How A Good Night's Sleep Can Boost Kids' Academic Achievement

Contributing Sex & Relationships Editor By Kelly Gonsalves
Contributing Sex & Relationships Editor
Kelly Gonsalves is a sex educator and journalist. She received her journalism degree from Northwestern University, and her writings on sex, relationships, identity, and wellness have appeared at The Washington Post, Vice, Teen Vogue, Cosmopolitan, and elsewhere.
How A Good Night's Sleep Can Boost Kids' Academic Achievement

Image by Kelly Knox / Stocksy

The way to get your kids engaged at school is actually surprisingly simple: Get them to bed on time. 

New research presented at the American Academy of Pediatrics 2019 National Conference & Exhibition this weekend found kids who get a good night's sleep most weeknights are more interested in learning, care more about doing well at school, and are more likely to get their schoolwork done. 

The magic number of hours of sleep kids needed? Nine.

The study surveyed the parents and caregivers of 49,050 kids between 6 and 17 years old. Compared with less rested kids, those who got at least nine hours of sleep on school nights were 44% more likely to be curious about learning new things, 33% more likely to do all their required homework, 28% more likely to care about getting good grades, and 14% more likely to finish tasks they'd started.

"Chronic sleep loss is a serious public health problem among children," Hoi See Tsao, M.D., FAAP, who wrote the study abstract, said in a news release. "Insufficient sleep among adolescents, for example, is associated with physical and mental health consequences including increased risk of depression and obesity and negative effects on mood, attention, and academic performance. … Our research shows that children who get enough sleep are more likely to demonstrate measures of childhood flourishing in comparison to children with insufficient sleep."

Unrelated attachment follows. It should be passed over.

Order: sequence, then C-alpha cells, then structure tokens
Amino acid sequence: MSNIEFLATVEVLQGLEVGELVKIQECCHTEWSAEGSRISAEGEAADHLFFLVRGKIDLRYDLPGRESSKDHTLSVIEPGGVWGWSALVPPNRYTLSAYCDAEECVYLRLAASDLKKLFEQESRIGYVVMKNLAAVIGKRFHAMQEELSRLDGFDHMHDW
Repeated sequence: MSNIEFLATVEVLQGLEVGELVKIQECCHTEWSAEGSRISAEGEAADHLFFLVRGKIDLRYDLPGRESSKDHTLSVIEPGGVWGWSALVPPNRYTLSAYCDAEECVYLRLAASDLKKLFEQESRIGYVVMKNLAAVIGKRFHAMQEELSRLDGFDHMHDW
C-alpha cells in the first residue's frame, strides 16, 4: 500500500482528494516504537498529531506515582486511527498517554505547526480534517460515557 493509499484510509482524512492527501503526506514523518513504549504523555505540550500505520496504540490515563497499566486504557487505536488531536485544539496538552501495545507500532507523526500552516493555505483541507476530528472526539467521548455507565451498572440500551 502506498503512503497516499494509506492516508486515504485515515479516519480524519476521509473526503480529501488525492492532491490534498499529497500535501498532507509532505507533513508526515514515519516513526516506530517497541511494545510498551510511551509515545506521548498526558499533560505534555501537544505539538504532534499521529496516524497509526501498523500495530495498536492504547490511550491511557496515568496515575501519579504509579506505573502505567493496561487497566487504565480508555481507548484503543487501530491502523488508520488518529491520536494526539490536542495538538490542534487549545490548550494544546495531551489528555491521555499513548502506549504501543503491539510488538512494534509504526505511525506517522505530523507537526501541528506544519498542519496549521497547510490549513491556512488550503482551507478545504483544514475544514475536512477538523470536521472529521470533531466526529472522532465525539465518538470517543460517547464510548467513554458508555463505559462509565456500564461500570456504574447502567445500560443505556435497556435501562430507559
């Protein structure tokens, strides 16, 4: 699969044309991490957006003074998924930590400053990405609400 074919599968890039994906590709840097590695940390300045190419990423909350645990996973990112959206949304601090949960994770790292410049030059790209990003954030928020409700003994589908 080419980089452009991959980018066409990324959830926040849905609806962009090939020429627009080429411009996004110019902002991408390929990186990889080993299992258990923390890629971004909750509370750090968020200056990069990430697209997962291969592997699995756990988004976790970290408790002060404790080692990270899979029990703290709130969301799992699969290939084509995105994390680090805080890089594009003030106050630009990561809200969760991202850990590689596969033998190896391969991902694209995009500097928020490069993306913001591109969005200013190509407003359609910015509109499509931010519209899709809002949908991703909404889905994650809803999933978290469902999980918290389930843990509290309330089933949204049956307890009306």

As for what causes insufficient sleep, the findings showed higher digital media use, a higher number of troubling childhood experiences, and mental health issues all contributed to kids not getting enough sleep, in addition to the family's socioeconomic status and parents' education levels.

Tsao recommended families home in on addressing screen time and bedtime routines as ways to help improve sleep. "Interventions like these may help children demonstrate more measures of childhood flourishing, enhance their development, and give them brighter futures," she said.

If bedtime is not the easiest in your household, consider trying out a family meditation to help the kids wind down at night or one of these other bedtime rituals that actually work.

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